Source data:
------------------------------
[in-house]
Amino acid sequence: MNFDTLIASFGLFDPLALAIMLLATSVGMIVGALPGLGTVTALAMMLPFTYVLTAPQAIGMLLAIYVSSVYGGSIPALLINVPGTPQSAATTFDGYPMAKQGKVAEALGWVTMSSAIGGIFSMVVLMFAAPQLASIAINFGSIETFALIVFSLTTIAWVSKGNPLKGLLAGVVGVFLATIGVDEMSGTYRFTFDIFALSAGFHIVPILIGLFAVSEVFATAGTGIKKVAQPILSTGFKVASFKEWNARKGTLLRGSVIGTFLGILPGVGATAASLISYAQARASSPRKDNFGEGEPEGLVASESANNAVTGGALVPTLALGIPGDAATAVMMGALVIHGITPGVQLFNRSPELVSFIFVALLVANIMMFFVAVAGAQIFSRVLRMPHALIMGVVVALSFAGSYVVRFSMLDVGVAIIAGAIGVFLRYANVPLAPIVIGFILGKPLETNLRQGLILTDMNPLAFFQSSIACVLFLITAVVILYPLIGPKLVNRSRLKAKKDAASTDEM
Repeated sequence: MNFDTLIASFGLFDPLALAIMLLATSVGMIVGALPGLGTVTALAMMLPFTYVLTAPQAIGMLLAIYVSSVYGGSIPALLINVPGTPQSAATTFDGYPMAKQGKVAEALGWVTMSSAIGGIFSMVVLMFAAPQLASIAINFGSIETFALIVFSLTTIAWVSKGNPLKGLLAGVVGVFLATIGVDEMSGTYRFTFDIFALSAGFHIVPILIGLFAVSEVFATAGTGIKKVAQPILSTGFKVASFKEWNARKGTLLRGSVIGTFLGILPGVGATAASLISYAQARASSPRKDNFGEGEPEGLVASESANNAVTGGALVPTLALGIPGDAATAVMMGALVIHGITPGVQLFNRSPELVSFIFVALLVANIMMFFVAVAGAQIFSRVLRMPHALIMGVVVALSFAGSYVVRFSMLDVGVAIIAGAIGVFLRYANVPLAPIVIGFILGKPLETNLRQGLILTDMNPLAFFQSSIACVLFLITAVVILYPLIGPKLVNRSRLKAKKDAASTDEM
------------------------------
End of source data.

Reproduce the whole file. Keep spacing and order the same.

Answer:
[in-house]
Amino acid sequence: MNFDTLIASFGLFDPLALAIMLLATSVGMIVGALPGLGTVTALAMMLPFTYVLTAPQAIGMLLAIYVSSVYGGSIPALLINVPGTPQSAATTFDGYPMAKQGKVAEALGWVTMSSAIGGIFSMVVLMFAAPQLASIAINFGSIETFALIVFSLTTIAWVSKGNPLKGLLAGVVGVFLATIGVDEMSGTYRFTFDIFALSAGFHIVPILIGLFAVSEVFATAGTGIKKVAQPILSTGFKVASFKEWNARKGTLLRGSVIGTFLGILPGVGATAASLISYAQARASSPRKDNFGEGEPEGLVASESANNAVTGGALVPTLALGIPGDAATAVMMGALVIHGITPGVQLFNRSPELVSFIFVALLVANIMMFFVAVAGAQIFSRVLRMPHALIMGVVVALSFAGSYVVRFSMLDVGVAIIAGAIGVFLRYANVPLAPIVIGFILGKPLETNLRQGLILTDMNPLAFFQSSIACVLFLITAVVILYPLIGPKLVNRSRLKAKKDAASTDEM
Repeated sequence: MNFDTLIASFGLFDPLALAIMLLATSVGMIVGALPGLGTVTALAMMLPFTYVLTAPQAIGMLLAIYVSSVYGGSIPALLINVPGTPQSAATTFDGYPMAKQGKVAEALGWVTMSSAIGGIFSMVVLMFAAPQLASIAINFGSIETFALIVFSLTTIAWVSKGNPLKGLLAGVVGVFLATIGVDEMSGTYRFTFDIFALSAGFHIVPILIGLFAVSEVFATAGTGIKKVAQPILSTGFKVASFKEWNARKGTLLRGSVIGTFLGILPGVGATAASLISYAQARASSPRKDNFGEGEPEGLVASESANNAVTGGALVPTLALGIPGDAATAVMMGALVIHGITPGVQLFNRSPELVSFIFVALLVANIMMFFVAVAGAQIFSRVLRMPHALIMGVVVALSFAGSYVVRFSMLDVGVAIIAGAIGVFLRYANVPLAPIVIGFILGKPLETNLRQGLILTDMNPLAFFQSSIACVLFLITAVVILYPLIGPKLVNRSRLKAKKDAASTDEM